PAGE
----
Is the ITHACA Hours site breaking the law? Is NORFED? In each case, it will depend on whether the organization's currency is "intended for use as current money." It appears that the federal government is happy to allow local currencies to flourish. At the same time, NORFED should be allowed to issue Ron Paul dollars if they are intended as a campaign collectible, rather than as U.S. coin substitutes.

The Ron Paul Dollar has the face of Ron Paul on it - and states on the front of the silver dollar "Ron Paul for President" and "Gold Standard in Leadership." On the reserve side, it states, "Vote for Truth." These coins have intrinsic value as collectibles and are being traded on eBay.

Moreover, it is not enough for someone to sell a Ron Paul dollar or exchange it for something else of value. This alone would not make the dollar the equivalent of legal currency. Barter, for example, is legal; I could, for example, trade a collectible silver coin or medal for clothing or food. It is only when something is intended to serve as a commonly or widely accepted medium of exchange that it might be considered "currency". Even then, we have lots of things in wide circulation, such as frequent flyer miles, which can be traded, sold, or even donated.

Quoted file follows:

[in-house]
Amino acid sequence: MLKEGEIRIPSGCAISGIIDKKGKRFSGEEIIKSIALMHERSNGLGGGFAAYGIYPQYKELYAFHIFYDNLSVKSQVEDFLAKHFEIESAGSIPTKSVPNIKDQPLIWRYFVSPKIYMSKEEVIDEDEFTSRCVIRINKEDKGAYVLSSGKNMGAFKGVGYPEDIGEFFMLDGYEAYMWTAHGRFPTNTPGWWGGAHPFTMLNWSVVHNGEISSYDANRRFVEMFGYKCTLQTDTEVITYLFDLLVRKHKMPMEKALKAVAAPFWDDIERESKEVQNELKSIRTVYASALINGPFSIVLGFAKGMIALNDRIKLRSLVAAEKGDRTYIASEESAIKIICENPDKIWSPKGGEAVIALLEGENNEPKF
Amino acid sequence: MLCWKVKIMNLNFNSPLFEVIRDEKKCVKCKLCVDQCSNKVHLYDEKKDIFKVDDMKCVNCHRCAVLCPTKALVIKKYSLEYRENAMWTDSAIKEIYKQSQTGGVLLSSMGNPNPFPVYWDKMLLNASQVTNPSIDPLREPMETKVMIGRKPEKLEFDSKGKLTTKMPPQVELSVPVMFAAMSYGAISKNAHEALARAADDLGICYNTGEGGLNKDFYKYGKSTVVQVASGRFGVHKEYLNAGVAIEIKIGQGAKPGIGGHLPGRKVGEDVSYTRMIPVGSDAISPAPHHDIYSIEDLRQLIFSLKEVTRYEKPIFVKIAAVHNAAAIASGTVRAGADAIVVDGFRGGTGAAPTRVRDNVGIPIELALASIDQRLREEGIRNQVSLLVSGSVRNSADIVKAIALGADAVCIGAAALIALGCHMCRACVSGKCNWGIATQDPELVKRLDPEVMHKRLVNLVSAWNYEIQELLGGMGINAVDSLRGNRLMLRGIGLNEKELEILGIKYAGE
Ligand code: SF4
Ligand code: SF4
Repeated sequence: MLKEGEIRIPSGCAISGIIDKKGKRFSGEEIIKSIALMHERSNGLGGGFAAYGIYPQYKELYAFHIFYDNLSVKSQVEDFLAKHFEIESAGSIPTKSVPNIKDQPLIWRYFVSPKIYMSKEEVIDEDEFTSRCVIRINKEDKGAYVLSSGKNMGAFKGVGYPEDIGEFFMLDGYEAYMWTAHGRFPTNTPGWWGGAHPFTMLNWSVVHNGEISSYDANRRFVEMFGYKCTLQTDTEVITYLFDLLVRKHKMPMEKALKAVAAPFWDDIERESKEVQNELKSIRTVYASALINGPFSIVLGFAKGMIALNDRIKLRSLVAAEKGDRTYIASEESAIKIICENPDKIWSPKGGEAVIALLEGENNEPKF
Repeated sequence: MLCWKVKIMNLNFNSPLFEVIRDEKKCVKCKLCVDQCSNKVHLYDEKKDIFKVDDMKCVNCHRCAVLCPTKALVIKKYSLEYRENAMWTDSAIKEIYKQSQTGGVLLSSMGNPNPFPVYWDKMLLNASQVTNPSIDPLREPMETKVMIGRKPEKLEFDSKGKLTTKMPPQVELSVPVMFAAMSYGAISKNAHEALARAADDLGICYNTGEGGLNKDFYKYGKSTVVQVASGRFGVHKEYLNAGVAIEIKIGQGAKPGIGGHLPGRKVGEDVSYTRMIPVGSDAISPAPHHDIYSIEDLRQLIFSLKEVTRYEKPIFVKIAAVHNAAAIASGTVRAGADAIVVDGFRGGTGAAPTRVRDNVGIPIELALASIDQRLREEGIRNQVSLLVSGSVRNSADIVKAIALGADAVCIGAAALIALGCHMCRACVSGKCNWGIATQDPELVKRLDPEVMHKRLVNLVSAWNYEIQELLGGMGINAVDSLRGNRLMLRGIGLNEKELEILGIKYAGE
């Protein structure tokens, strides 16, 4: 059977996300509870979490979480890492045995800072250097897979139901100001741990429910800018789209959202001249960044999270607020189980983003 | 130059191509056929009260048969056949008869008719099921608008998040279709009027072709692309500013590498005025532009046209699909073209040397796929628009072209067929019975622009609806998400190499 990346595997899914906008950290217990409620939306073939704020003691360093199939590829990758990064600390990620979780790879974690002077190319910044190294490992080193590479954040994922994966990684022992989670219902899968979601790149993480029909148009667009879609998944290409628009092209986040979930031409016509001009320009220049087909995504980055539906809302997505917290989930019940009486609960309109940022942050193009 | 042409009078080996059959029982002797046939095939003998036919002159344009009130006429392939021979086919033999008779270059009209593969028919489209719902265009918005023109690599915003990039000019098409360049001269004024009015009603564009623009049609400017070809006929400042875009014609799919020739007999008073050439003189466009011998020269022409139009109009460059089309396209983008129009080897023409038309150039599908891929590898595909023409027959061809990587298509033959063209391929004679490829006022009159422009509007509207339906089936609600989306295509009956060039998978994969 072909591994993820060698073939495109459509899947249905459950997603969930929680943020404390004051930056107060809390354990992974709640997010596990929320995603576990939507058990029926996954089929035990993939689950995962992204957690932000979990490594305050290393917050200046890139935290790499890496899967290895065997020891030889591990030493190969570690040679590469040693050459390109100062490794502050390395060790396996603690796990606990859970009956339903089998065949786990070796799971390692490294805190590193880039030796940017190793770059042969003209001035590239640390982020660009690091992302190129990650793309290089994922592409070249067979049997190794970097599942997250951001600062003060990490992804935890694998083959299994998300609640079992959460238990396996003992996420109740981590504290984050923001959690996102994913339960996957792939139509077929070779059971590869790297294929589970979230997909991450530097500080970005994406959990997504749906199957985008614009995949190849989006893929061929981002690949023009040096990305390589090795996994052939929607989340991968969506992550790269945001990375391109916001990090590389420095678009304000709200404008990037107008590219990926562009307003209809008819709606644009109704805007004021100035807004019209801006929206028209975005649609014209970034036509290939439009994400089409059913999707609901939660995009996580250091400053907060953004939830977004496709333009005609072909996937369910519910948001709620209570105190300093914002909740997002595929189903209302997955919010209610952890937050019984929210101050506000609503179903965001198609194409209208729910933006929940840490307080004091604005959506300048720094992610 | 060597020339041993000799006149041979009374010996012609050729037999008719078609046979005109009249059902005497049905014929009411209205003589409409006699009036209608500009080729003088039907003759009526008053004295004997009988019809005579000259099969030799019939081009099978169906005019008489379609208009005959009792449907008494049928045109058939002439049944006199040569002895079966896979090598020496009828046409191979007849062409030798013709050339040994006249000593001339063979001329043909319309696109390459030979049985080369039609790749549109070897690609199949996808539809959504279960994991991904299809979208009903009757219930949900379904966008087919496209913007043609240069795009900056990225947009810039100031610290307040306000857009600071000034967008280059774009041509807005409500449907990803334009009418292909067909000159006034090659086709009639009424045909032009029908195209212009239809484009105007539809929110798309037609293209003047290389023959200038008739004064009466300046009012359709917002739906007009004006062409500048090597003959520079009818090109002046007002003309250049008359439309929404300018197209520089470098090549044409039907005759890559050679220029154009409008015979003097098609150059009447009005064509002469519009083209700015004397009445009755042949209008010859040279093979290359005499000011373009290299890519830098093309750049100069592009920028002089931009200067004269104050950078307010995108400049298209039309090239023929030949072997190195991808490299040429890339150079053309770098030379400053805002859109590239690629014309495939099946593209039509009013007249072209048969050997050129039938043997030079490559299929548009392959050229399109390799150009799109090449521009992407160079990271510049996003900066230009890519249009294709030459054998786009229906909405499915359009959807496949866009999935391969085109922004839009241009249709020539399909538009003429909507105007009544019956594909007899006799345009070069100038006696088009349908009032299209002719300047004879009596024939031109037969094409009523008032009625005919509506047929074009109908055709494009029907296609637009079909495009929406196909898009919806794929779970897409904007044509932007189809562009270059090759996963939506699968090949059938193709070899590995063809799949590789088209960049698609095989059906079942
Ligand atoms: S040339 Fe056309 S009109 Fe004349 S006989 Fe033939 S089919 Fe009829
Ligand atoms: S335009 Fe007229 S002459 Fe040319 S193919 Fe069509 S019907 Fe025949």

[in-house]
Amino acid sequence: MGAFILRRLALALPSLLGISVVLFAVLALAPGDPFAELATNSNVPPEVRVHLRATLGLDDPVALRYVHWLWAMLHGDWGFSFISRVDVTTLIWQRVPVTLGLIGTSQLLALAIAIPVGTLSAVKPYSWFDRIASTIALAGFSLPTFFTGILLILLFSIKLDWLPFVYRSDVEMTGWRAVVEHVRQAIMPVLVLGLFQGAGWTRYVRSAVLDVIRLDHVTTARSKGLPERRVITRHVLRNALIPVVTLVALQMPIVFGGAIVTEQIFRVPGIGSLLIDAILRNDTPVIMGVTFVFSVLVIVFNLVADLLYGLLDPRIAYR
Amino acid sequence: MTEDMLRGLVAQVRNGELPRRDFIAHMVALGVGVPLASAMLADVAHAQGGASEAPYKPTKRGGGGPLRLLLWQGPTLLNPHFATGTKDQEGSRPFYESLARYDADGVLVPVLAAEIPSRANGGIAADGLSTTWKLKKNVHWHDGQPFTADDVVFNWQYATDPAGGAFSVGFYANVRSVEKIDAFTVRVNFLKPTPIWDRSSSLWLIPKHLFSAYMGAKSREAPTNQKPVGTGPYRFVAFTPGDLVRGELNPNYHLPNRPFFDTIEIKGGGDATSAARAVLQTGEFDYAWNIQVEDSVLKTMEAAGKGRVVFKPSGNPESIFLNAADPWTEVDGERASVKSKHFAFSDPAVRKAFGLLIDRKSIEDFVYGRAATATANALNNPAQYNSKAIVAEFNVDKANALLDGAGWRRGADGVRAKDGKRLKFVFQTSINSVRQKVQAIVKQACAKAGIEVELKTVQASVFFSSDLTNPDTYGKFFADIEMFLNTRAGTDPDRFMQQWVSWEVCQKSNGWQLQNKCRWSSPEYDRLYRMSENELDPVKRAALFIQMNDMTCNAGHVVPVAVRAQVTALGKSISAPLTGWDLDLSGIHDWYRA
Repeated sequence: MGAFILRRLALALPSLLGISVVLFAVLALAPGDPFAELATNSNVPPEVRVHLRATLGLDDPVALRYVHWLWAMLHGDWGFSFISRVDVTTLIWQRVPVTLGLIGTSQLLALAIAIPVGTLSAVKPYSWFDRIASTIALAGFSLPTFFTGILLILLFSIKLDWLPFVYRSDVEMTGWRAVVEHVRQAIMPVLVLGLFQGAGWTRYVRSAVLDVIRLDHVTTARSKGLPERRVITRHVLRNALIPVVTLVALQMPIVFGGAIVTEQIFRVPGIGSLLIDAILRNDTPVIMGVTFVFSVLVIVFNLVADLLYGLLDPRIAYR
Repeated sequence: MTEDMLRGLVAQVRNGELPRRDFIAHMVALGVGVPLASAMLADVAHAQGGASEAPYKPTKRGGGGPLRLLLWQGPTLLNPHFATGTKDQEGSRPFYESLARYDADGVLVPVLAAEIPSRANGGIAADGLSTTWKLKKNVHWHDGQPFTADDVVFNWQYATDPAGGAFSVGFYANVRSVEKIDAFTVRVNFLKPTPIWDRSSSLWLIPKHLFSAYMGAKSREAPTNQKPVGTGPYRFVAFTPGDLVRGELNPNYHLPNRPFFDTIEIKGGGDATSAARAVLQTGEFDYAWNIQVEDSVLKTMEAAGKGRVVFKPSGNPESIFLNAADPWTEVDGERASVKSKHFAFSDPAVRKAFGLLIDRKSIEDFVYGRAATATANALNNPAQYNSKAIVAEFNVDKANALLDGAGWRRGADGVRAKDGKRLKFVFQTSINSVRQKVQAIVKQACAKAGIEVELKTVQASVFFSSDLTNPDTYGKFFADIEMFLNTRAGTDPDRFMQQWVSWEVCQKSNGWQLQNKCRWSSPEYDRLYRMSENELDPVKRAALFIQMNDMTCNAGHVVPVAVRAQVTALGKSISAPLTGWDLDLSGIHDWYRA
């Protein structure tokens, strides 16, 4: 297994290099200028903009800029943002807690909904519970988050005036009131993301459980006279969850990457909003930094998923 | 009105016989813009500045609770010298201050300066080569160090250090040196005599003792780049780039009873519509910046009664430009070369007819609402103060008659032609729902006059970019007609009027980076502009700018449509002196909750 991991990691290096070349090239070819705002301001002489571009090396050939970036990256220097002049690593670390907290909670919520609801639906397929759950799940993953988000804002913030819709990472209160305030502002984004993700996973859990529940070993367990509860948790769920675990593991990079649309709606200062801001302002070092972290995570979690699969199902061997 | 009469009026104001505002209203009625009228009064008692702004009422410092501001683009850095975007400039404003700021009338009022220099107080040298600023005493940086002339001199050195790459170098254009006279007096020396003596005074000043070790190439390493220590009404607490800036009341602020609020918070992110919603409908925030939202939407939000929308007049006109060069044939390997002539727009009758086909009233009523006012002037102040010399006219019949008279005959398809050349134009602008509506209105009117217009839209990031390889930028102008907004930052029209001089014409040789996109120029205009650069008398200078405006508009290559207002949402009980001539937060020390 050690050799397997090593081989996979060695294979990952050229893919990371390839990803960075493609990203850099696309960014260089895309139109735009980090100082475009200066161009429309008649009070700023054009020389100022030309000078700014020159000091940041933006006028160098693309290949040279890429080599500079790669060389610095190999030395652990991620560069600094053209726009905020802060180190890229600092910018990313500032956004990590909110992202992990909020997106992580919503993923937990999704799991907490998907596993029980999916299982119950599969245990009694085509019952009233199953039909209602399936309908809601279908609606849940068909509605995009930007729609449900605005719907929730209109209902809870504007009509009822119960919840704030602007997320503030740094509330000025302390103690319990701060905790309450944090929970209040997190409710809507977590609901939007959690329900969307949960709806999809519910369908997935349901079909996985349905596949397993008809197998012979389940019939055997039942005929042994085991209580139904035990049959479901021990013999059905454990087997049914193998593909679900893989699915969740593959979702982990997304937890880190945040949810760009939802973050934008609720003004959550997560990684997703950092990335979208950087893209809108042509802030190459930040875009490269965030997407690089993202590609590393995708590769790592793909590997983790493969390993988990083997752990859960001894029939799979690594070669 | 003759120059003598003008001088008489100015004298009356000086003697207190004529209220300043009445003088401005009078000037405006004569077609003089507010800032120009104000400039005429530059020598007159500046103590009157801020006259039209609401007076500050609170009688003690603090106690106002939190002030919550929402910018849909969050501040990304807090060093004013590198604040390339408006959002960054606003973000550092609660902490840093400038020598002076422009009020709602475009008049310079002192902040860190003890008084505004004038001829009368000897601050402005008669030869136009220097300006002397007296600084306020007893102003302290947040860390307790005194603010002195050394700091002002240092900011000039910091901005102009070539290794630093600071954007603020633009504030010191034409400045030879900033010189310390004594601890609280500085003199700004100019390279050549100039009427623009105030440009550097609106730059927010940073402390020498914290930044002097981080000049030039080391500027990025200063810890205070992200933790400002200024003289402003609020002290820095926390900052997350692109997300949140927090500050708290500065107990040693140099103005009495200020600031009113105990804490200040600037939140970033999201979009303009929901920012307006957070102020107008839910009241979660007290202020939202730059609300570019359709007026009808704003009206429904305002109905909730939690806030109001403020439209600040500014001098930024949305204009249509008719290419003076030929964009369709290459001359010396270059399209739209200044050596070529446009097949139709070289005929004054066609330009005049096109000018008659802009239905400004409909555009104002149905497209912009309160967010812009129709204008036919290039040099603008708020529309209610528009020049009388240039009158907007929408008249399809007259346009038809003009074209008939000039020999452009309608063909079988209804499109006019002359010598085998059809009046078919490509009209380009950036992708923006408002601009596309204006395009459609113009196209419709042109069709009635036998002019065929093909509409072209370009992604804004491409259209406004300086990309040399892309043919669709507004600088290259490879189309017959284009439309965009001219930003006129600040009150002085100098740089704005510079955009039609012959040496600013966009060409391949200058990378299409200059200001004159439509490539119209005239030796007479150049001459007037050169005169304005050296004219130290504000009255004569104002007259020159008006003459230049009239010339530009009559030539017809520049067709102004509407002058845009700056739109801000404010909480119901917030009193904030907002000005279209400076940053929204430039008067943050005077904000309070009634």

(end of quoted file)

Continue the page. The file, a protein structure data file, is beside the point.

While the courts sort out what the legal phrase "intended for use as current money" means, however, collectors of the Ron Paul dollar are best advised to proudly display their dollars in their home, but not to try and use them at the grocery store.

Anita Ramasastry is an Associate Professor of Law at the University of Washington School of Law in Seattle and a Director of the Shidler Center for Law, Commerce & Technology. She has previously written on business law, cyberlaw, computer data security issues, and other legal issues for this site, which contains an archive of her columns.